Brexit: 1. Intro & Referendum Results

6 10 2016

Brexit Blog 1: Referendum Results

Why write

I suppose before I really start writing I ought to acknowledge why I am writing about this particular subject on this blog. I suspect it is because I have a feeling that history is rushing by and, as I have come to notice recently, so often we miss so much of what is going on around us, and then we look back with a sense of loss. It is, I suppose, the inevitable outcome of being in a news saturated society, and a world that is so busy and constantly changing.  One of these days someone will, no doubt, write a book cataloging just what went on in this momentous year for Britain but all I hope to do is catch up in a most basic way on some of the key aspects of the referendum and the Brexit phenomenon.

Unlike my other blogs, this one has no intention of being spiritual as such. My qualifications for writing are that I have a background of Law and Economics which have given me a certain ability to read and legalese and to observe the goings on of governments, and I am a keen observer of the reporting of the media. It is my intention to pick up on a number of aspects of the referendum and of Brexit, noting particularly what others say and making some basic comments thereon. In this first blog of this subject, I will simply catch up on the results of the referendum as a starting point.

What Happened

It is now over three months since that momentous vote that said ‘we want out’. To remind ourselves the results for the UK as a whole were

                      51.9% (17,410,742 votes) votes for out, and

                     48.1% (16,141,241 votes) voted to remain.

The results for the individual parts were:

England: Leave 53.4% (15,188,406 votes) Remain 46.6% (13,266,996 votes) Turnout: 73.0%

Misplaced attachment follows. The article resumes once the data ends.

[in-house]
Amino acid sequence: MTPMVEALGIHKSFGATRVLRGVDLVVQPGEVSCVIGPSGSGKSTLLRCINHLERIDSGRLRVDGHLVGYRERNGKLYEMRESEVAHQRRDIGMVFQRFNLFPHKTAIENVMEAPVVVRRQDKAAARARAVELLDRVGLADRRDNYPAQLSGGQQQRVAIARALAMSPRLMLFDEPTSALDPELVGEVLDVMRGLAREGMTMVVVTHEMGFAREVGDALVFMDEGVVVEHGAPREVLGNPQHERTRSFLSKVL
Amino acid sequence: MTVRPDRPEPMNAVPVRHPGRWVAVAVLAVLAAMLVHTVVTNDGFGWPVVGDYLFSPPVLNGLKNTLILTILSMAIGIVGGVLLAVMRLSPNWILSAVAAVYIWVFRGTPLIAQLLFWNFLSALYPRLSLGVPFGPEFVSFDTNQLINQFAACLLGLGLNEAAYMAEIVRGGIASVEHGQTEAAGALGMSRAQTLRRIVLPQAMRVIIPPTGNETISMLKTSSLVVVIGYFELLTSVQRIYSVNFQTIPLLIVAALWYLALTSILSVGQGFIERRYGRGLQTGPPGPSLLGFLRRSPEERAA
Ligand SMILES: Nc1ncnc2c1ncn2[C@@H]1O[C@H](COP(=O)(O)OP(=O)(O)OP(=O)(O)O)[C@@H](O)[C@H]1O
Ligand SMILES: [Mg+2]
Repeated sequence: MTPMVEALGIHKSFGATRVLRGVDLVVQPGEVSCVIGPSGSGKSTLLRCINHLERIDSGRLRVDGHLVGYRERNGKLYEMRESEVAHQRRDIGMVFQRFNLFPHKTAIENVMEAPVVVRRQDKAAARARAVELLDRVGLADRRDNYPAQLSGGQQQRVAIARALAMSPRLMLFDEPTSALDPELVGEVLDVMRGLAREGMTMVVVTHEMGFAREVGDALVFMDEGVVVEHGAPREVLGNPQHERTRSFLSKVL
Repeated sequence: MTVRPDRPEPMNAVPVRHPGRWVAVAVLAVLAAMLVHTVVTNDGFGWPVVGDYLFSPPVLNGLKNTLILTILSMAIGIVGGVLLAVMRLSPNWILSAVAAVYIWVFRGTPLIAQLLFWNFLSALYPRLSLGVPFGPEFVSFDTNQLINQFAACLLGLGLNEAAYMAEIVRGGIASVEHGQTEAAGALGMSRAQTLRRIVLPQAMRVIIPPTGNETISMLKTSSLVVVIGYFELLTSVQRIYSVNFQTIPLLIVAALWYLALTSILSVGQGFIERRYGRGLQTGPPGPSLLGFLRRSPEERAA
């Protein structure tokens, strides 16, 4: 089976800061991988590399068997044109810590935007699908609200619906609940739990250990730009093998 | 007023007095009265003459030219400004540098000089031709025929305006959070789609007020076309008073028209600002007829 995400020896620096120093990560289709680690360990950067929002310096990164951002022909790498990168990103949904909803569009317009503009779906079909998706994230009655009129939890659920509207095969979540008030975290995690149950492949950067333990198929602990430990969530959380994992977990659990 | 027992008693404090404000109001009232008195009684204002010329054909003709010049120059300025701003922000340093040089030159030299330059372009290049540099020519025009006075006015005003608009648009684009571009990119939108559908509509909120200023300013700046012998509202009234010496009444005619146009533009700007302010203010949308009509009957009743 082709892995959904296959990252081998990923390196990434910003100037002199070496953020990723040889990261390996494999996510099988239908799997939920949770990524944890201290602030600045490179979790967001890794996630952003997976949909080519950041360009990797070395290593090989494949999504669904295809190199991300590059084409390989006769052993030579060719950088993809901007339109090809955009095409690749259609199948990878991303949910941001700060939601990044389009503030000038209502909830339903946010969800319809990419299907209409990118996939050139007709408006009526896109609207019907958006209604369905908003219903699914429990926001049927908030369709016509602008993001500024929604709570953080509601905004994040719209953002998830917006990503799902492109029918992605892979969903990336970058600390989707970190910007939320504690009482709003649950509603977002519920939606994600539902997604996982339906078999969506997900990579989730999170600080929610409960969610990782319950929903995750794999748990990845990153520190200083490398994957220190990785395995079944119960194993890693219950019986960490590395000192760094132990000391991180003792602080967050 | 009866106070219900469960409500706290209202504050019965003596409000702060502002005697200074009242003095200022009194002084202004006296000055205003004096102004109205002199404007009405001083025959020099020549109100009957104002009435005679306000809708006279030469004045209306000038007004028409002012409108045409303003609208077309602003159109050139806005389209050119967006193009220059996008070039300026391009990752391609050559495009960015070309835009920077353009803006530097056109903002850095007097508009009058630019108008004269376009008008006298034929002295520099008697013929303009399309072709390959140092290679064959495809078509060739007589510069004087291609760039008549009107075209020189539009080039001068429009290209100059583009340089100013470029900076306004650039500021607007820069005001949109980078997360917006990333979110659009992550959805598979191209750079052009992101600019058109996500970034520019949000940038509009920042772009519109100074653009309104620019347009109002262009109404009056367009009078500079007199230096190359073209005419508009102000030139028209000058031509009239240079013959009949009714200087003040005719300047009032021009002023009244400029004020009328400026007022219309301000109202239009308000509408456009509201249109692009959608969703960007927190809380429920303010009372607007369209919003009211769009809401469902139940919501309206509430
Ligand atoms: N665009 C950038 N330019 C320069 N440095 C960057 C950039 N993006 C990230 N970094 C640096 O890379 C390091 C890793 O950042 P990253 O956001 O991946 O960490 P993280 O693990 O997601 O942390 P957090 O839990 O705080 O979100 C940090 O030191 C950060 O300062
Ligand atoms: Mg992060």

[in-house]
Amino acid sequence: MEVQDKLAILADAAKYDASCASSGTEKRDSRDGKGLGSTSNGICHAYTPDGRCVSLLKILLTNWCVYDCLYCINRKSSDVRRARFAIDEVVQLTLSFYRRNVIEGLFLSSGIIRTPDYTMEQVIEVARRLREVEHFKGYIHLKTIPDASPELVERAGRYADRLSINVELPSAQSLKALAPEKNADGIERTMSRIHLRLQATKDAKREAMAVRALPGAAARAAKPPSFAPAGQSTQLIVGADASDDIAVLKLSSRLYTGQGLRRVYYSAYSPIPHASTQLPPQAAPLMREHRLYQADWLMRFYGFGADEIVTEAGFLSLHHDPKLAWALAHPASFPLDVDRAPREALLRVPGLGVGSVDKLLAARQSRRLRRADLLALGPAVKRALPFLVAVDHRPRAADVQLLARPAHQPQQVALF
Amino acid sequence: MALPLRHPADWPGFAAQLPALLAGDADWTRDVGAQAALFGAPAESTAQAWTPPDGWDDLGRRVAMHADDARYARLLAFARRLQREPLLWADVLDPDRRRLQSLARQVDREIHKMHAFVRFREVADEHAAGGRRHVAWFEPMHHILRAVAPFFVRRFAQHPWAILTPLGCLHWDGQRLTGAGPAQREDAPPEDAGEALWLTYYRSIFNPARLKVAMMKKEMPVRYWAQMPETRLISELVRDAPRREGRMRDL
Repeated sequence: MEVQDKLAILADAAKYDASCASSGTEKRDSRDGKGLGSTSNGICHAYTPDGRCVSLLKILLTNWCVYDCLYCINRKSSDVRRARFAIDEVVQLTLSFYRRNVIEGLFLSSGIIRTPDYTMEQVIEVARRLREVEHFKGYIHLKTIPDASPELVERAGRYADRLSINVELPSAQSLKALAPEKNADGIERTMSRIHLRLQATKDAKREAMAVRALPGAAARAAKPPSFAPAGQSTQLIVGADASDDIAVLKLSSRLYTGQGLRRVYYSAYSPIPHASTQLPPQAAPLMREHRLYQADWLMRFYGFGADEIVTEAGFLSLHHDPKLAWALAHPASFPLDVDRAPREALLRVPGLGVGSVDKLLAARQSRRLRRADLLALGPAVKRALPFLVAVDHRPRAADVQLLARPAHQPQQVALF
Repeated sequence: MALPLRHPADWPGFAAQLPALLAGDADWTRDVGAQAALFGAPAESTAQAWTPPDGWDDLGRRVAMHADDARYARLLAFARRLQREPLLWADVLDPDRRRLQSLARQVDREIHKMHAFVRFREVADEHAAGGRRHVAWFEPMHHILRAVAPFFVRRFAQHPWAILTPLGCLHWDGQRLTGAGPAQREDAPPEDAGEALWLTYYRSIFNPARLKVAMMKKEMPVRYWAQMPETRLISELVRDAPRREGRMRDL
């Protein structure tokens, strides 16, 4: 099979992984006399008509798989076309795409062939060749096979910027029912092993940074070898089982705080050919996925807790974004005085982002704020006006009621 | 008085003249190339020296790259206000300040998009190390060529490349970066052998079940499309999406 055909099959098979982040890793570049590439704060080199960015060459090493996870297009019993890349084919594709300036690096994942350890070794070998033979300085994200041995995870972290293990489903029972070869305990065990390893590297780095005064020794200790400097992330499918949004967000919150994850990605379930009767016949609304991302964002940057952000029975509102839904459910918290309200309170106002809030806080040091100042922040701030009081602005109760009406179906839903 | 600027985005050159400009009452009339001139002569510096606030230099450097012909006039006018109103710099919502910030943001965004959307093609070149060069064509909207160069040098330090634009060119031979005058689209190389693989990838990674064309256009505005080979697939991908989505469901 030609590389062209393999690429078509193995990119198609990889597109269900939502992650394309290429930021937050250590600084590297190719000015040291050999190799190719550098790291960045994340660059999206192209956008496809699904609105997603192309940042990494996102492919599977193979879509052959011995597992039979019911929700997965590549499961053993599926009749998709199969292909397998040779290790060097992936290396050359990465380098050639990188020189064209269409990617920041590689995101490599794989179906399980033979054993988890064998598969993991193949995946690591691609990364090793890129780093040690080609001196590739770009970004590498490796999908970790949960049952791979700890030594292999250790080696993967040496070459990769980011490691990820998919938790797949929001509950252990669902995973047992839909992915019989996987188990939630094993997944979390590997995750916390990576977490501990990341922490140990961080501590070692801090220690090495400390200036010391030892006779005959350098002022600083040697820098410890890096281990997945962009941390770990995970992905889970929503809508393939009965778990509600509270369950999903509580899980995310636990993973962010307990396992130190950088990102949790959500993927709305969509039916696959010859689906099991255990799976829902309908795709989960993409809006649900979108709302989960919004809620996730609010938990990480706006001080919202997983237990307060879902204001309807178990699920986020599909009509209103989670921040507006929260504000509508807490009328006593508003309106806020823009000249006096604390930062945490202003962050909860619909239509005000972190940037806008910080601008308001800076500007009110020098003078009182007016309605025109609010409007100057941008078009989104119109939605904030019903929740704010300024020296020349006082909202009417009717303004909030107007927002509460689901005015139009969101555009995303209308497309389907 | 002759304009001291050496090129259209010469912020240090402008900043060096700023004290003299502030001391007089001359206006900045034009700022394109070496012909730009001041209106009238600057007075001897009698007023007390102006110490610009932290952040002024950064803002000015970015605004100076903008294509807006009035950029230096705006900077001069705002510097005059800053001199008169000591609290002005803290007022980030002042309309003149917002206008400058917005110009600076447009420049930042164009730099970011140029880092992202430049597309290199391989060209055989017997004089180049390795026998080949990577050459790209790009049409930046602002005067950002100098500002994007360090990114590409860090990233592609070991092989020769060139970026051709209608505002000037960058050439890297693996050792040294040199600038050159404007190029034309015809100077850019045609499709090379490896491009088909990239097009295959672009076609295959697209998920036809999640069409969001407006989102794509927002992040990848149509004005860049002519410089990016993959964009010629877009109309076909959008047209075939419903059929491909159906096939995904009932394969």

Wales:  Leave 52.5% (854,572 votes), Remain 47.5% (772,347 votes) Turnout: 71.7%

Northern Ireland: Leave 44.2%(349,442 votes), Remain 55.8%(440,707 votes) Turnout: 62.7%

Scotland: Leave 38.0% (1,018,322 votes), Remain 62.0% (1,661,191 votes) Turnout: 67.2%

England and Wales went for Out, Scotland and Northern Ireland went for Remain. It is interesting that the two ‘Out’ regions both had higher turnouts than the other two.

The Significance of the Vote

I realise I have now used the word ‘momentous’ twice above. The dictionary defines that as of great importance or significance, especially in having a bearing on future events,’ which I think is a pretty fair description of what has happened this year and is why I am now writing.

A Guardian writer called it ‘historic’: “The UK’s historic decision to end its 43-year love-hate relationship with the European Union represents a turning point in British history to rank alongside the two world wars of the 20th century.” (Patrick Wintour – The Guardian – 24 June 2016) Dictionary: ‘historic = famous or important in history, or potentially so’.

What is interesting about those two words is that one seems to look forwards to the future outcomes and the other looks back and compares it with comparable events in the past. Whether it ranks alongside the two world wars, I’m not sure and only time will tell.

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